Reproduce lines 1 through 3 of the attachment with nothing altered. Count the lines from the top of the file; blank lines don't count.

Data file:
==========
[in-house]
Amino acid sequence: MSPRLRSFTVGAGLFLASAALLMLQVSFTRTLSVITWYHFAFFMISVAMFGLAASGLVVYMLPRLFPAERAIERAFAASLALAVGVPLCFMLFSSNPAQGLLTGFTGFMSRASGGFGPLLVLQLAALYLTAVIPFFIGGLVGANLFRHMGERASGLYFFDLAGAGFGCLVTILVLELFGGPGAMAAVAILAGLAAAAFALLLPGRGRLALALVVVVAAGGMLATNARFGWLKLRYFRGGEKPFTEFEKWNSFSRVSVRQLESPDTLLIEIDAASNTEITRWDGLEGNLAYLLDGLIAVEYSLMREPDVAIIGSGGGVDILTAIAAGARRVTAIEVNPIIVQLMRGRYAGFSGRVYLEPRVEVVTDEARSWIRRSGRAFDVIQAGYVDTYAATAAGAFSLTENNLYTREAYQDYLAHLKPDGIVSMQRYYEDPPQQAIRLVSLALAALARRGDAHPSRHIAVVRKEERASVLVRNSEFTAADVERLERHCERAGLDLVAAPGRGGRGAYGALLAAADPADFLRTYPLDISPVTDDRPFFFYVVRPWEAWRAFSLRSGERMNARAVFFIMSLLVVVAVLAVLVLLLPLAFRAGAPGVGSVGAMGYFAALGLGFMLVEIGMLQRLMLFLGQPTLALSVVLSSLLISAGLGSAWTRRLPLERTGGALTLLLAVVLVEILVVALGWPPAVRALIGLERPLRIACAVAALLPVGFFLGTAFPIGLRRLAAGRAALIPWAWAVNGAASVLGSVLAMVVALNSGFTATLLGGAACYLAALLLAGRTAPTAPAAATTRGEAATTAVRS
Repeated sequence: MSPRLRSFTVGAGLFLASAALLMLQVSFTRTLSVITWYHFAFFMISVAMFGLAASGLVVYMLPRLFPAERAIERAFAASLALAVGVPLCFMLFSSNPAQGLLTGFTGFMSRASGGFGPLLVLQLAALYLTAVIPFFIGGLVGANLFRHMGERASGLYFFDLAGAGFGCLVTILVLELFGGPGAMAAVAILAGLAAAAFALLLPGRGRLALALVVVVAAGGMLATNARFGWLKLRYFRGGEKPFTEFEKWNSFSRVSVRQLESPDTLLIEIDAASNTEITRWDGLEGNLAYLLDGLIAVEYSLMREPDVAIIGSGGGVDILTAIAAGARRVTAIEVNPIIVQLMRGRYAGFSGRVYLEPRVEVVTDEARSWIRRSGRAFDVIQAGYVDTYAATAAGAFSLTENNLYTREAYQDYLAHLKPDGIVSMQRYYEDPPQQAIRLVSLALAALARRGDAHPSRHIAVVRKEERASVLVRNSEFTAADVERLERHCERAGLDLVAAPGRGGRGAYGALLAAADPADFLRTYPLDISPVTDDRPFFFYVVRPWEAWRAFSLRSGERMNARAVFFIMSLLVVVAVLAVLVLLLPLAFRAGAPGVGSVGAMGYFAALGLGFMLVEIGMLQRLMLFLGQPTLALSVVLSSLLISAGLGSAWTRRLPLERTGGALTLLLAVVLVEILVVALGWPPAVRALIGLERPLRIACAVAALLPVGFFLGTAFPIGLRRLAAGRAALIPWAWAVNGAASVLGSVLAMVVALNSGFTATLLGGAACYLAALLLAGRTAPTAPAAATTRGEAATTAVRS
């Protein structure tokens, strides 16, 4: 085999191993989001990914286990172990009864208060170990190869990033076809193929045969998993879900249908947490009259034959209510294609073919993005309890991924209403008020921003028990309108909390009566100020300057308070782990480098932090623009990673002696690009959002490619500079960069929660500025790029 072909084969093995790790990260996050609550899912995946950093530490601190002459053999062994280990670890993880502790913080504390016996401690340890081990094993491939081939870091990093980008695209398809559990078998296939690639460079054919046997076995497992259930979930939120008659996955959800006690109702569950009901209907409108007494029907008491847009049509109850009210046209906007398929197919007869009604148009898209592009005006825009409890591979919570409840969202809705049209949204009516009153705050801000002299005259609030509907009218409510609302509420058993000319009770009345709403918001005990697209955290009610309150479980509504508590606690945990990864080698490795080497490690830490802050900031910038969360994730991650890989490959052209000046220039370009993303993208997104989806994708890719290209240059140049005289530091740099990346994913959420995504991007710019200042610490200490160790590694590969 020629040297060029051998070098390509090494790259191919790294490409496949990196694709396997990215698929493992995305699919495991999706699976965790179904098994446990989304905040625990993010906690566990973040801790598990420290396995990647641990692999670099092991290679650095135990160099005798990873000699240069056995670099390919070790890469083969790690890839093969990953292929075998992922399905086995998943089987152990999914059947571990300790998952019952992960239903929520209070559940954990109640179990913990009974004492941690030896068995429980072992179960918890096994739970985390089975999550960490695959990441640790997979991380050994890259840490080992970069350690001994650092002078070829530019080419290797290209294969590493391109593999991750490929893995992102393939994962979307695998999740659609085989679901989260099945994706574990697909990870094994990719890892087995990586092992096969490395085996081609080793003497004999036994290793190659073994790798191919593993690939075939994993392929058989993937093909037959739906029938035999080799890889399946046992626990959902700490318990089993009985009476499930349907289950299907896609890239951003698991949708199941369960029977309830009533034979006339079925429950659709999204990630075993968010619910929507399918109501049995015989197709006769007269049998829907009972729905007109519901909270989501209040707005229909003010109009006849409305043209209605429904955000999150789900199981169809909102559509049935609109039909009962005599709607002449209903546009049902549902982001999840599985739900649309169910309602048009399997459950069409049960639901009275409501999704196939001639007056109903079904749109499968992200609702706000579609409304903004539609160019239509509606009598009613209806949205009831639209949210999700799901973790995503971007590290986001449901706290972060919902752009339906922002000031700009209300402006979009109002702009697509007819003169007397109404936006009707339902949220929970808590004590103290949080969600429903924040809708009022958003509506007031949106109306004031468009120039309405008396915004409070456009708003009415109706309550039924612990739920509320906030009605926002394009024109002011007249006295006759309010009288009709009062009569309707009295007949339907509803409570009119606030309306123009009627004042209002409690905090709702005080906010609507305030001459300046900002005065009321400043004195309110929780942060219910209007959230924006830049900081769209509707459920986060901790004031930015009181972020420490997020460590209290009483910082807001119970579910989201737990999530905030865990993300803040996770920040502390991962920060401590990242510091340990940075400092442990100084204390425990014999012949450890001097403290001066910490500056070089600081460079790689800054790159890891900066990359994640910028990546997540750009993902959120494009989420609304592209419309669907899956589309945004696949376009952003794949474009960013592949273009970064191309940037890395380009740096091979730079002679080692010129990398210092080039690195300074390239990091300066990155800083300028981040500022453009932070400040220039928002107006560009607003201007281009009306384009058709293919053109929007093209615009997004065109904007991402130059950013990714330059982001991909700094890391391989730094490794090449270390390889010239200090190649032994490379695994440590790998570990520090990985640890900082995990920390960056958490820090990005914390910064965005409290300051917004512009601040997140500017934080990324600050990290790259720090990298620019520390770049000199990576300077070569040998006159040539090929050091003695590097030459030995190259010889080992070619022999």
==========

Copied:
[in-house]
Amino acid sequence: MSPRLRSFTVGAGLFLASAALLMLQVSFTRTLSVITWYHFAFFMISVAMFGLAASGLVVYMLPRLFPAERAIERAFAASLALAVGVPLCFMLFSSNPAQGLLTGFTGFMSRASGGFGPLLVLQLAALYLTAVIPFFIGGLVGANLFRHMGERASGLYFFDLAGAGFGCLVTILVLELFGGPGAMAAVAILAGLAAAAFALLLPGRGRLALALVVVVAAGGMLATNARFGWLKLRYFRGGEKPFTEFEKWNSFSRVSVRQLESPDTLLIEIDAASNTEITRWDGLEGNLAYLLDGLIAVEYSLMREPDVAIIGSGGGVDILTAIAAGARRVTAIEVNPIIVQLMRGRYAGFSGRVYLEPRVEVVTDEARSWIRRSGRAFDVIQAGYVDTYAATAAGAFSLTENNLYTREAYQDYLAHLKPDGIVSMQRYYEDPPQQAIRLVSLALAALARRGDAHPSRHIAVVRKEERASVLVRNSEFTAADVERLERHCERAGLDLVAAPGRGGRGAYGALLAAADPADFLRTYPLDISPVTDDRPFFFYVVRPWEAWRAFSLRSGERMNARAVFFIMSLLVVVAVLAVLVLLLPLAFRAGAPGVGSVGAMGYFAALGLGFMLVEIGMLQRLMLFLGQPTLALSVVLSSLLISAGLGSAWTRRLPLERTGGALTLLLAVVLVEILVVALGWPPAVRALIGLERPLRIACAVAALLPVGFFLGTAFPIGLRRLAAGRAALIPWAWAVNGAASVLGSVLAMVVALNSGFTATLLGGAACYLAALLLAGRTAPTAPAAATTRGEAATTAVRS
Repeated sequence: MSPRLRSFTVGAGLFLASAALLMLQVSFTRTLSVITWYHFAFFMISVAMFGLAASGLVVYMLPRLFPAERAIERAFAASLALAVGVPLCFMLFSSNPAQGLLTGFTGFMSRASGGFGPLLVLQLAALYLTAVIPFFIGGLVGANLFRHMGERASGLYFFDLAGAGFGCLVTILVLELFGGPGAMAAVAILAGLAAAAFALLLPGRGRLALALVVVVAAGGMLATNARFGWLKLRYFRGGEKPFTEFEKWNSFSRVSVRQLESPDTLLIEIDAASNTEITRWDGLEGNLAYLLDGLIAVEYSLMREPDVAIIGSGGGVDILTAIAAGARRVTAIEVNPIIVQLMRGRYAGFSGRVYLEPRVEVVTDEARSWIRRSGRAFDVIQAGYVDTYAATAAGAFSLTENNLYTREAYQDYLAHLKPDGIVSMQRYYEDPPQQAIRLVSLALAALARRGDAHPSRHIAVVRKEERASVLVRNSEFTAADVERLERHCERAGLDLVAAPGRGGRGAYGALLAAADPADFLRTYPLDISPVTDDRPFFFYVVRPWEAWRAFSLRSGERMNARAVFFIMSLLVVVAVLAVLVLLLPLAFRAGAPGVGSVGAMGYFAALGLGFMLVEIGMLQRLMLFLGQPTLALSVVLSSLLISAGLGSAWTRRLPLERTGGALTLLLAVVLVEILVVALGWPPAVRALIGLERPLRIACAVAALLPVGFFLGTAFPIGLRRLAAGRAALIPWAWAVNGAASVLGSVLAMVVALNSGFTATLLGGAACYLAALLLAGRTAPTAPAAATTRGEAATTAVRS